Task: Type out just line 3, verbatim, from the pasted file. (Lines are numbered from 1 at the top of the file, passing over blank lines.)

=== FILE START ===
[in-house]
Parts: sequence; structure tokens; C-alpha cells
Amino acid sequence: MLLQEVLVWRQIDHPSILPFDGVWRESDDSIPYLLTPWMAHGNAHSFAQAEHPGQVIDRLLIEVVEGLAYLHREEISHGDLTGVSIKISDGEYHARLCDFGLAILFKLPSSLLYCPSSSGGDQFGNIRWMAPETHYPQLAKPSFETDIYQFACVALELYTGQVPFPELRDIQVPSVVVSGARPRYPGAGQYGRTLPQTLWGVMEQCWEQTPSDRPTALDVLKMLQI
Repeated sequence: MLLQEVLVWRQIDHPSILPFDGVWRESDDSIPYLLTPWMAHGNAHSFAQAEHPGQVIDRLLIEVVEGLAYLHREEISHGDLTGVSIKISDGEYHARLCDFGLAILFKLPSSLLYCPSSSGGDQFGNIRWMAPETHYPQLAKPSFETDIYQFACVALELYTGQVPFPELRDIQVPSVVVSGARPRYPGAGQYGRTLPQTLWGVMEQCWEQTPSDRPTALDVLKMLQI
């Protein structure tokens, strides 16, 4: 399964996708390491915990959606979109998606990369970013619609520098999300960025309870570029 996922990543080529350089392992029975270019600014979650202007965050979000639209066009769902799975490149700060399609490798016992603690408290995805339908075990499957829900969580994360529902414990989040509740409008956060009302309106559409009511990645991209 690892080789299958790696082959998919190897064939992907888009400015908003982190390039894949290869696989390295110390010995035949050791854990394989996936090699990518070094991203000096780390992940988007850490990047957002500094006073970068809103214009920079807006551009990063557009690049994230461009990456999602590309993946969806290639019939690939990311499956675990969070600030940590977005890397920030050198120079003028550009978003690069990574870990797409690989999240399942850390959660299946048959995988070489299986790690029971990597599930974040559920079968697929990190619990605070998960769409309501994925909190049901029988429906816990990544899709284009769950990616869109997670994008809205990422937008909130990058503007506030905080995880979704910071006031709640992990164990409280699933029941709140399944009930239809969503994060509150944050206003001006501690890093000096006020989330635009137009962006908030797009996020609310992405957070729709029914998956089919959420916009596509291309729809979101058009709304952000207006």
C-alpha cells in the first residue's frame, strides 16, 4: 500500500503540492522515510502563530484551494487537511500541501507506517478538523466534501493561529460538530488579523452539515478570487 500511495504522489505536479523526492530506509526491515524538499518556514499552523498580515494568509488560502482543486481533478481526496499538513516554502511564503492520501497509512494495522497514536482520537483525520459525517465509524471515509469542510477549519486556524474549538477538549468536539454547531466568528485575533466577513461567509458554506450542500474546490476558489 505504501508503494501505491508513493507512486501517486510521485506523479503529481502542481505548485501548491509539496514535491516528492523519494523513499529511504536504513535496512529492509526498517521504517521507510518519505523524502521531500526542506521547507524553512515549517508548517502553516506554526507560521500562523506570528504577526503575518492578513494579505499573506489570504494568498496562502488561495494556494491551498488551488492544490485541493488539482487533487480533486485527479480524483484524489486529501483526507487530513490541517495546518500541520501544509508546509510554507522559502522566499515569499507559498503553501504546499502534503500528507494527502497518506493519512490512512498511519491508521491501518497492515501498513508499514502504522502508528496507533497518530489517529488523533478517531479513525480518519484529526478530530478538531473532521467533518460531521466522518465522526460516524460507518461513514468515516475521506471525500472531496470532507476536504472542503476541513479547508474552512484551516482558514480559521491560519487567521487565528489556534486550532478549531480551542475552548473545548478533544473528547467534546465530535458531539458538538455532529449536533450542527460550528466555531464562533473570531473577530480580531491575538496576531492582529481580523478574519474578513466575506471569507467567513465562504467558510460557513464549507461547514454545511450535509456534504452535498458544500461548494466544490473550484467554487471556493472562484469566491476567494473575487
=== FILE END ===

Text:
Amino acid sequence: MLLQEVLVWRQIDHPSILPFDGVWRESDDSIPYLLTPWMAHGNAHSFAQAEHPGQVIDRLLIEVVEGLAYLHREEISHGDLTGVSIKISDGEYHARLCDFGLAILFKLPSSLLYCPSSSGGDQFGNIRWMAPETHYPQLAKPSFETDIYQFACVALELYTGQVPFPELRDIQVPSVVVSGARPRYPGAGQYGRTLPQTLWGVMEQCWEQTPSDRPTALDVLKMLQI